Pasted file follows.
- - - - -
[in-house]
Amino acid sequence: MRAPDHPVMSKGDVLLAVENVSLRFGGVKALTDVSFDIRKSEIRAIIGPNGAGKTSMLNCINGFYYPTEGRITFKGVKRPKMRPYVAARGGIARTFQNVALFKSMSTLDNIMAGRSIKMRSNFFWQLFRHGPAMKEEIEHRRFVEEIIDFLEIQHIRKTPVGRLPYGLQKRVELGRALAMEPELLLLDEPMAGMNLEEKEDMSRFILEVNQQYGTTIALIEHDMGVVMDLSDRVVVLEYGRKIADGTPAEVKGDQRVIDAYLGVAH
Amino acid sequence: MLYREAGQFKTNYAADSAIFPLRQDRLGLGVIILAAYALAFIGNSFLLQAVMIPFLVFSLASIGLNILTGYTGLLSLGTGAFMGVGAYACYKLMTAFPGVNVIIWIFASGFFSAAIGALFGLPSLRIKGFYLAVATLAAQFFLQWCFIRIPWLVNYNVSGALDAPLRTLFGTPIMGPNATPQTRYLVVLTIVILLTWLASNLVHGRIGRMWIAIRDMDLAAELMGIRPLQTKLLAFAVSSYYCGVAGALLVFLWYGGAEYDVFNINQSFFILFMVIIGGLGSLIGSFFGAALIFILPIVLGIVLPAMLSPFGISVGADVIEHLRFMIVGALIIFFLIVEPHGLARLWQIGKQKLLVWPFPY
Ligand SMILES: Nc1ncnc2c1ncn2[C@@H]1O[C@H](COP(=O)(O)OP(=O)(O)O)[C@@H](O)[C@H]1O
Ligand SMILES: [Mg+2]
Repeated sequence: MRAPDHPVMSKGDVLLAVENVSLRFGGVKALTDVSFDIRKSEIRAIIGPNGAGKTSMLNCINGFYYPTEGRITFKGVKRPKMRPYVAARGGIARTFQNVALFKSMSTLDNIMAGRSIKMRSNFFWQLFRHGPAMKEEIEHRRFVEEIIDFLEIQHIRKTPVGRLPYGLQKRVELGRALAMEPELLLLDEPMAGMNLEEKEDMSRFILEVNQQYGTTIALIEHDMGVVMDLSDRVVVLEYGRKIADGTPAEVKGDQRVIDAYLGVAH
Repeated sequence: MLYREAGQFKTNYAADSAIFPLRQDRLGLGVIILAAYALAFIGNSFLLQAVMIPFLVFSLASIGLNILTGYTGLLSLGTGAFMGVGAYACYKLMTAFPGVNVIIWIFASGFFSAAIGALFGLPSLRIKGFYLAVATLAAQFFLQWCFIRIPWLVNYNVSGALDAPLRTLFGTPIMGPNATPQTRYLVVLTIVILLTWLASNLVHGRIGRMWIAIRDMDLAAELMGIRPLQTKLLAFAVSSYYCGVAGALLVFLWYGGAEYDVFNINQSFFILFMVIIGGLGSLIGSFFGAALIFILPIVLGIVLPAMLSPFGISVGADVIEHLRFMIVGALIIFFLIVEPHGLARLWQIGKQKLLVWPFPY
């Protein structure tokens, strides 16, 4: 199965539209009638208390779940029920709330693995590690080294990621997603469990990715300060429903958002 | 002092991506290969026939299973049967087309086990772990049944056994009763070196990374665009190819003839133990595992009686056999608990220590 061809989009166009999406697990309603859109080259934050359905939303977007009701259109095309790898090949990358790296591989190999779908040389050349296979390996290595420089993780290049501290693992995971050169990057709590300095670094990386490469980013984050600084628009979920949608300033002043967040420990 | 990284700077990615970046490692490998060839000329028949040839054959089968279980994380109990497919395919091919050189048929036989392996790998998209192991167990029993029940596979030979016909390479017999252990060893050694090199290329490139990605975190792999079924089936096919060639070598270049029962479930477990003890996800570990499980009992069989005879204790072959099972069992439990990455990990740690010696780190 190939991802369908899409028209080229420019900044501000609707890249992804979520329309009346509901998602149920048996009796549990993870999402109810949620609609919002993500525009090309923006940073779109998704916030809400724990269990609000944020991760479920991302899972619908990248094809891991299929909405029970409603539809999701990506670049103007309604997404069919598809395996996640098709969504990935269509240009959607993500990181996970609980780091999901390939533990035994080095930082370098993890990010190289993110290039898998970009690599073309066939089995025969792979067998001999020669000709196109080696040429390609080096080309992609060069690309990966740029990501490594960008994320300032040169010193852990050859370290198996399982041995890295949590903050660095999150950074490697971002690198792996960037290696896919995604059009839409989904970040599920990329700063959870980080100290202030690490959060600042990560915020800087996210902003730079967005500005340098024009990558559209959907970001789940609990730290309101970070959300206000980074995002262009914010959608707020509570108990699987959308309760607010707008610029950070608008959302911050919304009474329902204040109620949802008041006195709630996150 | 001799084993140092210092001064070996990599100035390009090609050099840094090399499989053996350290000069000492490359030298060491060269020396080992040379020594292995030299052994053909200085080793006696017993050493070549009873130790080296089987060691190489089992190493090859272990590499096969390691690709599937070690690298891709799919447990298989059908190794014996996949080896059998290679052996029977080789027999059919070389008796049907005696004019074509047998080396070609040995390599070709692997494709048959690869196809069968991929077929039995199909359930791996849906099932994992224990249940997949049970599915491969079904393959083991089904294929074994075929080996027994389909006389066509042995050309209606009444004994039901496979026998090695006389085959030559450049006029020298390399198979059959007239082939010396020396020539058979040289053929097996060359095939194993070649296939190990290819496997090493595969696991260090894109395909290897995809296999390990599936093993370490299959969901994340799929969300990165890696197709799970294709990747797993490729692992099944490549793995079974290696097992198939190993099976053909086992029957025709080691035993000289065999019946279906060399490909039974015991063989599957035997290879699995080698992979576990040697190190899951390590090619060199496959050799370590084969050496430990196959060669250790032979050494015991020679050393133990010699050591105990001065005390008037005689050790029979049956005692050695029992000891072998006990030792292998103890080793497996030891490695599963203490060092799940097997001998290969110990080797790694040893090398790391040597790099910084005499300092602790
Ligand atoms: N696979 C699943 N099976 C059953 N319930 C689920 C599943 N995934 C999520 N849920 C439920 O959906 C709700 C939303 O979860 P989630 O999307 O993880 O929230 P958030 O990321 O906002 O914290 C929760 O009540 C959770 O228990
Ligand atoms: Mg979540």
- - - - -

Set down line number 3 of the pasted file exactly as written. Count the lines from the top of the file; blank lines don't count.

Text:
Amino acid sequence: MLYREAGQFKTNYAADSAIFPLRQDRLGLGVIILAAYALAFIGNSFLLQAVMIPFLVFSLASIGLNILTGYTGLLSLGTGAFMGVGAYACYKLMTAFPGVNVIIWIFASGFFSAAIGALFGLPSLRIKGFYLAVATLAAQFFLQWCFIRIPWLVNYNVSGALDAPLRTLFGTPIMGPNATPQTRYLVVLTIVILLTWLASNLVHGRIGRMWIAIRDMDLAAELMGIRPLQTKLLAFAVSSYYCGVAGALLVFLWYGGAEYDVFNINQSFFILFMVIIGGLGSLIGSFFGAALIFILPIVLGIVLPAMLSPFGISVGADVIEHLRFMIVGALIIFFLIVEPHGLARLWQIGKQKLLVWPFPY